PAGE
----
187

Scott Hamilton & Friends: Across the Tracks

Chris May By

Sign in to view read count
Scott Hamilton & Friends: Across the Tracks A tenor saxophonist standing foursquare and unreconstructed in the tradition established by Coleman Hawkins, Ben Webster and Illinois Jacquet, Scott Hamilton is considered so uncool in some quarters that to admit you enjoy him is to risk being shunned by hip society.



Now in his mid-fifties and playing a brand of jazz that was at its peak before he was born, Hamilton hasn't deviated from his style since his debut album, Scott Hamilton Is A Good Wind Who Is Blowing Us No Ill (Concord, 1977), recorded when he was just 23. Since then he's made another sixty-plus discs as leader or co-leader—an output, interestingly, which in jazz is matched only by saxophonists directly opposite him on the stylometer, like Anthony Braxton or Evan Parker.



In the process, Hamilton's honeyed sound and easy swing have given all but the most po-faced pleasure. He plays the style he plays guilelessly and with conviction, as though born to it. His music has degrees of creativity absent from the pasticheurs. Retro he might be, revivalist he certainly isn't.



Across The Tracks, produced by Bob Porter and recorded by Rudy Van Gelder at his Englewood, New Jersey studio (hence the title), is an infectious set of mainly up-tempo ballads and blues, on which Hamilton fronts a quartet completed by guitarist Duke Robillard, organist Gene Ludwig and drummer Chuck Riggs. Baritone saxophonist Doug James is added on two tracks, "Parker's Pals" and "Intermission Riff."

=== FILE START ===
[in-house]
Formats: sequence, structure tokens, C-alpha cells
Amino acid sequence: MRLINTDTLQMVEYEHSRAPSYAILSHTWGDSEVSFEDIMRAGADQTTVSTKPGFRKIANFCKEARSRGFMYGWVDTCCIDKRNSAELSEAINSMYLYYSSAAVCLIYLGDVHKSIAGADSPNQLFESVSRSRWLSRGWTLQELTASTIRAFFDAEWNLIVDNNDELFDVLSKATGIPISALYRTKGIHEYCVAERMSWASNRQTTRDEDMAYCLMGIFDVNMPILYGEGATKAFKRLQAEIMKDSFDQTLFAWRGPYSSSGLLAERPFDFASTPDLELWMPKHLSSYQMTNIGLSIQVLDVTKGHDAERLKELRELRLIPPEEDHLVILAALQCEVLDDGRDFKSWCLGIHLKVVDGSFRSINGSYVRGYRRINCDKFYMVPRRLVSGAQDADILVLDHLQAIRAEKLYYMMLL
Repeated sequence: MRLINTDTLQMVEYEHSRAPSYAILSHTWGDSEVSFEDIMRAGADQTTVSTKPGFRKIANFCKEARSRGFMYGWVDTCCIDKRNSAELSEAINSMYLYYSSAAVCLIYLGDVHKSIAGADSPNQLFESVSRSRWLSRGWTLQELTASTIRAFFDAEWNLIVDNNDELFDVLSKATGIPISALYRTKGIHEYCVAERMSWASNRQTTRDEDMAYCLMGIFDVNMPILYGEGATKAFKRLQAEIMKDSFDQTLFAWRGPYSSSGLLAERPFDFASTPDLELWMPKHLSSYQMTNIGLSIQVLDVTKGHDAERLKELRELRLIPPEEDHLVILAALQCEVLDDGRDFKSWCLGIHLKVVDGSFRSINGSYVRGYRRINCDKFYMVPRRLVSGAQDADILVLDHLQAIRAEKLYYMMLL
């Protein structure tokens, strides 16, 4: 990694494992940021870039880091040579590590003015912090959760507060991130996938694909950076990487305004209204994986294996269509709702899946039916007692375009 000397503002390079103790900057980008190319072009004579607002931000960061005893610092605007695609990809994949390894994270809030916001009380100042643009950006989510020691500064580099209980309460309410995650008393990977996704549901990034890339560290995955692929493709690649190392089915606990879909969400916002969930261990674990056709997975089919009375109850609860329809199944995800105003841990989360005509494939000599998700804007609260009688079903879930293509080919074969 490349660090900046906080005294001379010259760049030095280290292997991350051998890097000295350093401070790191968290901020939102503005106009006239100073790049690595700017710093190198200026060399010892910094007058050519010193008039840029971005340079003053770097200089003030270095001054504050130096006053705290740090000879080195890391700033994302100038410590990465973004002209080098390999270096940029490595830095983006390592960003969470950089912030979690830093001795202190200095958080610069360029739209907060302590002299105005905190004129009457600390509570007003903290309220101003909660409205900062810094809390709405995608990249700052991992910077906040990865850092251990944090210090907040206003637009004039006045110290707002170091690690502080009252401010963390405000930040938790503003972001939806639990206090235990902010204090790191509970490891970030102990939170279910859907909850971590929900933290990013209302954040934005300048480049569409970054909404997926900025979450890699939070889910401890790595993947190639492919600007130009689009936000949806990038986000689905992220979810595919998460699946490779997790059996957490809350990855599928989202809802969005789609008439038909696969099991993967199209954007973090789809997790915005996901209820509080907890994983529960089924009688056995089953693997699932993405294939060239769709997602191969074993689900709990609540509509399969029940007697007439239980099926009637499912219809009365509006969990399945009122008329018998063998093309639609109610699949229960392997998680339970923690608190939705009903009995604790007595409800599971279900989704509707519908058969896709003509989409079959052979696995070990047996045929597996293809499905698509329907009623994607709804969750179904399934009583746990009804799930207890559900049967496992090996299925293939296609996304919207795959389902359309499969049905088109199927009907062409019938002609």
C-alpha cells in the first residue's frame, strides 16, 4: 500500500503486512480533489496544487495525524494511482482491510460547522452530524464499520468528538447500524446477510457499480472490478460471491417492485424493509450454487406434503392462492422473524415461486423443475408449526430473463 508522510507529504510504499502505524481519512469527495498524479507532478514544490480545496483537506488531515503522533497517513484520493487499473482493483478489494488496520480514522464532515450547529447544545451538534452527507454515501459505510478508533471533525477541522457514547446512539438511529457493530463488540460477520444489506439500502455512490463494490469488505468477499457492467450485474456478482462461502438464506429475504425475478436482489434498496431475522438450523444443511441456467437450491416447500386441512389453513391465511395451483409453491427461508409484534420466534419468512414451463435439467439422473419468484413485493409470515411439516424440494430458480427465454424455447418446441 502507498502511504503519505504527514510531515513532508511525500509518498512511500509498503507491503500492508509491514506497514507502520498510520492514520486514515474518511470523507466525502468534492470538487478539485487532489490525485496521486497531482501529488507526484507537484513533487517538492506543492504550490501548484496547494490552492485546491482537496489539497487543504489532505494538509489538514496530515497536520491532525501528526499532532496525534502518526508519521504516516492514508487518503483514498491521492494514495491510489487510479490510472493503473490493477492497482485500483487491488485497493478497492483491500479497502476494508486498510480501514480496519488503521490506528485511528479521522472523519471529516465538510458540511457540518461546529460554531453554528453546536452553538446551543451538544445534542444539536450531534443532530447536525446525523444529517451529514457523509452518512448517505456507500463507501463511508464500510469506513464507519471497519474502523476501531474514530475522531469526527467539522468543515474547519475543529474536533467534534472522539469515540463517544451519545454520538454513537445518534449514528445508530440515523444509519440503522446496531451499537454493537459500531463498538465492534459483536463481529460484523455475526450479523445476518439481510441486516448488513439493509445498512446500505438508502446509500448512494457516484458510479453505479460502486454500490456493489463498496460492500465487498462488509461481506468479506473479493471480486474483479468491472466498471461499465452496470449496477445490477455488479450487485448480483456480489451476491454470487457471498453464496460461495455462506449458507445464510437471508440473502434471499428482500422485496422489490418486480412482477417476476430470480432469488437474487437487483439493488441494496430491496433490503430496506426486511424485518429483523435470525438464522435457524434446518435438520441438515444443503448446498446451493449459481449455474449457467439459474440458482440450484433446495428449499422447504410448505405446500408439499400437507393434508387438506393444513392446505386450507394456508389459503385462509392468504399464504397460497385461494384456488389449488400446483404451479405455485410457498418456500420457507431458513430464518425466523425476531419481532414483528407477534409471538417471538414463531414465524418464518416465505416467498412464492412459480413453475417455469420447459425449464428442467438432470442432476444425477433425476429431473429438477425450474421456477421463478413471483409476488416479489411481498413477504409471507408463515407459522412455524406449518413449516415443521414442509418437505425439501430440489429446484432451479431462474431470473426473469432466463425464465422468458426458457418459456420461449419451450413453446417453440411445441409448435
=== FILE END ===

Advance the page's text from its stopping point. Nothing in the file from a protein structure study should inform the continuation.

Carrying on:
The guitar/organ/drums line-up suggests chicken shack soul-jazz, circa 1960—and on one track, an ebullient reading of "Something For The Road," Hamilton adopts an appropriately vocalized and raw tone. But elsewhere he favors the warm, caressing sound, given a languorous vibrato at slower tempos, for which he's best known.



Hamilton is brilliantly served by his band. Robillard's elliptical solos are magic, giving fresh nuances to familiar structures, and even when comping he's worth listening to. James shines on his two guest appearances, particularly the boppish "Parker's Pals," written by fellow baritone player Leo Parker and first heard on Parker's Let Me Tell You 'Bout It (Blue Note, 1962), now available in a fine Van Gelder remastered edition. Ludwig and Riggs, who has played with Hamilton on and off for over thirty years, cook from start to finish.



Forget the style police and give yourself a treat. Scott Hamilton may not stretch the envelope, but he surely seals it with a kiss.


Track Listing: Deuce's Wild; Parker's Pals; Save Your Love For Me; Cop Out; Intermission Riff; Sweet Number; Something For The Road; Blue Turning Grey Over You; Memories Of You.

Personnel: Scott Hamilton: tenor saxophone; Duke Robillard: electric guitar; Gene Ludwig: organ; Chuck Riggs: drums; Doug James: baritone saxophone (2, 5).

Year Released: 2008 | Style: Straight-ahead/Mainstream


Shop

More Articles

Read Road to Forever CD/LP/Track Review Road to Forever
by Jack Bowers
Published: February 27, 2017
Read Avenida Graham CD/LP/Track Review Avenida Graham
by Edward Blanco
Published: February 27, 2017
Read TAI Fest #1 (Vol.1&2) CD/LP/Track Review TAI Fest #1 (Vol.1&2)
by Nicola Negri
Published: February 27, 2017
Read Goat Man & The House of the Dead CD/LP/Track Review Goat Man & The House of the Dead
by Dave Wayne
Published: February 27, 2017
Read Backlog CD/LP/Track Review Backlog
by James Nadal
Published: February 27, 2017
Read Acceptance CD/LP/Track Review Acceptance
by Tyran Grillo
Published: February 26, 2017
Read "Ears Are Filled With Wonder" CD/LP/Track Review Ears Are Filled With Wonder
by John Sharpe
Published: August 20, 2016
Read "Guess Who I Saw Today" CD/LP/Track Review Guess Who I Saw Today
by Edward Blanco
Published: July 14, 2016
Read "Risc" CD/LP/Track Review Risc
by Mark Corroto
Published: July 29, 2016
Read "More Serious Business" CD/LP/Track Review More Serious Business
by Jeff Winbush
Published: March 6, 2016
Read "Don't Try You Are" CD/LP/Track Review Don't Try You Are
by Bruce Lindsay
Published: May 10, 2016
Read "Kodama Trio" CD/LP/Track Review Kodama Trio
by Dave Wayne
Published: March 31, 2016

Post a comment

comments powered by Disqus

Sponsor: Jazz Near You | GET IT  

Support our sponsor

Support All About Jazz's Future

We need your help and we have a deal. Contribute $20 and we'll hide the six Google ads that appear on every page for a full year!

Buy it!